The Supreme Test

As the world prepares to hear the Supreme Court’s ruling on ObamaCare it is worth considering the true nature of power in the United States

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All eyes are on the Supreme Court and its ruling
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Dr. James Boys
On 27 June 2012 09:48

As President Obama prepares to hear from the Supreme Court on the constitutionality of his health care reforms he will be reminded that the President of the United States is but a single player in American political life. Despite the media attention on the Oval Office, the executive branch of government remains one of three branches in the U.S. system and we overlook the Congress and the Supreme Court at our peril if we are to appreciate the true nature of power within the United States. 

The President of the United States was originally conceived by the Framers of the American Constitution to be a secondary figure in American politics, yielding ultimate power to the United States Congress. That this was their intention is clear from the very manner in which they wrote the Constitution. The office of President was not dealt with until Article One had clearly outlined the overwhelming powers of the Congress.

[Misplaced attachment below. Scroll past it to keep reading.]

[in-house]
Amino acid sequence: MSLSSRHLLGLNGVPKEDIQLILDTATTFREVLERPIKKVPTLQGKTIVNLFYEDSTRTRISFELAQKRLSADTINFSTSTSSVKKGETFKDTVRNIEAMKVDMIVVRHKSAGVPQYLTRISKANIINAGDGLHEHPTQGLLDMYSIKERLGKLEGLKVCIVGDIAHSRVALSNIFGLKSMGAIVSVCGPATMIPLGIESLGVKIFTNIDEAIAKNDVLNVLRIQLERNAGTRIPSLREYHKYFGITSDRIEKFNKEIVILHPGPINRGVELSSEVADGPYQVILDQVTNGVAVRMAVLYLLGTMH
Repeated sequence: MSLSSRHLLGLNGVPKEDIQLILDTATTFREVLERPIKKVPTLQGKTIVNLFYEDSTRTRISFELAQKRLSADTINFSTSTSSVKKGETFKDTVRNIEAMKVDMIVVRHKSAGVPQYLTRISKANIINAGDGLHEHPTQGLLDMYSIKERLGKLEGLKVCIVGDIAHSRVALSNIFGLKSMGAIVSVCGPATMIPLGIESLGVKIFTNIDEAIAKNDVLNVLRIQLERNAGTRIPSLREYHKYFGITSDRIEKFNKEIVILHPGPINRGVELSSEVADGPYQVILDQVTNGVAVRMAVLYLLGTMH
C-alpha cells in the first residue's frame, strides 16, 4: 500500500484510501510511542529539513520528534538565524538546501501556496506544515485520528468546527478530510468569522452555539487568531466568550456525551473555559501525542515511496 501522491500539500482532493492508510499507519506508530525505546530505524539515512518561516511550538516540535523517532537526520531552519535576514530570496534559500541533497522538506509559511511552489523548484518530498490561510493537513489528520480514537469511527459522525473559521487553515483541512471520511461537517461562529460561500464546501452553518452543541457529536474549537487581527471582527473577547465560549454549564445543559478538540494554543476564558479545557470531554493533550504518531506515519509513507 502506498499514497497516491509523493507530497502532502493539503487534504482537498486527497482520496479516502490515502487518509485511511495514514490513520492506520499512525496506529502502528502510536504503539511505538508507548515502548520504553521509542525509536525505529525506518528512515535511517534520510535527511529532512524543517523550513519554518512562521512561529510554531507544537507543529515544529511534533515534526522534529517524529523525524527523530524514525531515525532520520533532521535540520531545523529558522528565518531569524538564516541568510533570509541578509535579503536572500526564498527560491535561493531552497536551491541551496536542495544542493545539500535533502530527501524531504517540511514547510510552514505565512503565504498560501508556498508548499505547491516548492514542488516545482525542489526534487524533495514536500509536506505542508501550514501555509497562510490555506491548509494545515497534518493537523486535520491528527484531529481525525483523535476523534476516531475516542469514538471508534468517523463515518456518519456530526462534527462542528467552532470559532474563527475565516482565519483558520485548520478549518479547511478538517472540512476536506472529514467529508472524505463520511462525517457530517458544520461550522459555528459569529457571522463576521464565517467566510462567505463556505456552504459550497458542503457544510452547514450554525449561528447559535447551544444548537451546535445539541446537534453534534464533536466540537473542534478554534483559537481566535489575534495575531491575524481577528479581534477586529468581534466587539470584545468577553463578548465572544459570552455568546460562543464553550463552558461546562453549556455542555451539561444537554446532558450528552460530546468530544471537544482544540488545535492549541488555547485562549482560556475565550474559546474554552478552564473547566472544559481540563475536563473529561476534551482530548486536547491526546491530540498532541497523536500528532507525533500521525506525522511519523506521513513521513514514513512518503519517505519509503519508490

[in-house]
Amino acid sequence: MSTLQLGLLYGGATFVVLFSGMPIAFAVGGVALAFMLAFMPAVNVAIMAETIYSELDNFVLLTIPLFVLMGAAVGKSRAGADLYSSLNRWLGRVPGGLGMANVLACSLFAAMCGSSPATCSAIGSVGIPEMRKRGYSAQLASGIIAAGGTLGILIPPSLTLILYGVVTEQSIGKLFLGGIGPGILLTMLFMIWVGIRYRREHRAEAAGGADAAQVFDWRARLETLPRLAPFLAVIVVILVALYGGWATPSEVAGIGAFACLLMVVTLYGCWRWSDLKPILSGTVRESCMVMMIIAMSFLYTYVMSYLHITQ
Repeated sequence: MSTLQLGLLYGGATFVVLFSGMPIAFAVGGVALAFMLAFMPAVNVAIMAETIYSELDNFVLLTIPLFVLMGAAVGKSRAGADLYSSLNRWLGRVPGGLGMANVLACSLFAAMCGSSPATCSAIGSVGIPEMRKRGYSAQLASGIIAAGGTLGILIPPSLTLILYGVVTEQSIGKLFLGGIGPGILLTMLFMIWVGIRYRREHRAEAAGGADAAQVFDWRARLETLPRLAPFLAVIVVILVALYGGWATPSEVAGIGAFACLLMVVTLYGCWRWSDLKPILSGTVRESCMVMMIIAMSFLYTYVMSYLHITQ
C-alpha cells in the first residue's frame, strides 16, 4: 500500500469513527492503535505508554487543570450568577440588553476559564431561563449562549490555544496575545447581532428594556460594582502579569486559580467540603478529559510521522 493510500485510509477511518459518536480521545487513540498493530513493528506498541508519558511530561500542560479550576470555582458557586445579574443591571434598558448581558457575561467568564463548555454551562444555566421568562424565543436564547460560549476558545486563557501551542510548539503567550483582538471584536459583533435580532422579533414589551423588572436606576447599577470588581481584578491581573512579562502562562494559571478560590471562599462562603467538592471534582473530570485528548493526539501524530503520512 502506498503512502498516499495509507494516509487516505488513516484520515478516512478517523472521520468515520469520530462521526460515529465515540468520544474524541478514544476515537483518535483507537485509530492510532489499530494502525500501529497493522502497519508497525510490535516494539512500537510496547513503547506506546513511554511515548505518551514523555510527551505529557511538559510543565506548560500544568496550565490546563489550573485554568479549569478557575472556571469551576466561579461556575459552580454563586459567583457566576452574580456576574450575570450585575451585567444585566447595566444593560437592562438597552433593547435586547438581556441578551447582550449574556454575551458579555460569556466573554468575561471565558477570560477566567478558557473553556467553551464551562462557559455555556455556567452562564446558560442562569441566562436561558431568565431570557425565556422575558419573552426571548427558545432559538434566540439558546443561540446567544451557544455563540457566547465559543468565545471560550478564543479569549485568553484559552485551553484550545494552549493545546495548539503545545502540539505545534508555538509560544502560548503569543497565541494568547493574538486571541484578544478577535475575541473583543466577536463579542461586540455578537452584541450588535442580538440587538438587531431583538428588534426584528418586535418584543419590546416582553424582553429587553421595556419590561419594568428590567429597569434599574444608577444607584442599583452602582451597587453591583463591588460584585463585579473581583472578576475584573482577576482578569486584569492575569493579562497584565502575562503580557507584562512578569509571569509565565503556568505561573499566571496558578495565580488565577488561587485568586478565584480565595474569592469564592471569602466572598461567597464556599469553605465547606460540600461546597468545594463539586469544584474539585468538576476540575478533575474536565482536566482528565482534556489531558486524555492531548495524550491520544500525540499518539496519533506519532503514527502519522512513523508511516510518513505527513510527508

Whilst the character of the presidency will differ from one occupant to the next, two criteria remain: Firstly, whoever the President may be, the Constitution bestows upon him the roles of Chief Executive, Commander-In-Chief of the Armed Forces, Chief Diplomat, Chief Recruiting Office for the Executive and the Courts, and Legislator.

Secondly, despite the millions of people that form the Federal Government, the President is the only national unifying force. Uniting the Head of State and the Head of Government in a single office, the president has extraordinary powers, but must wield them under extraordinary limitations.

For despite the power that comes with the presidential responsibilities, there comes the close eye of the United States Congress and the Supreme Court.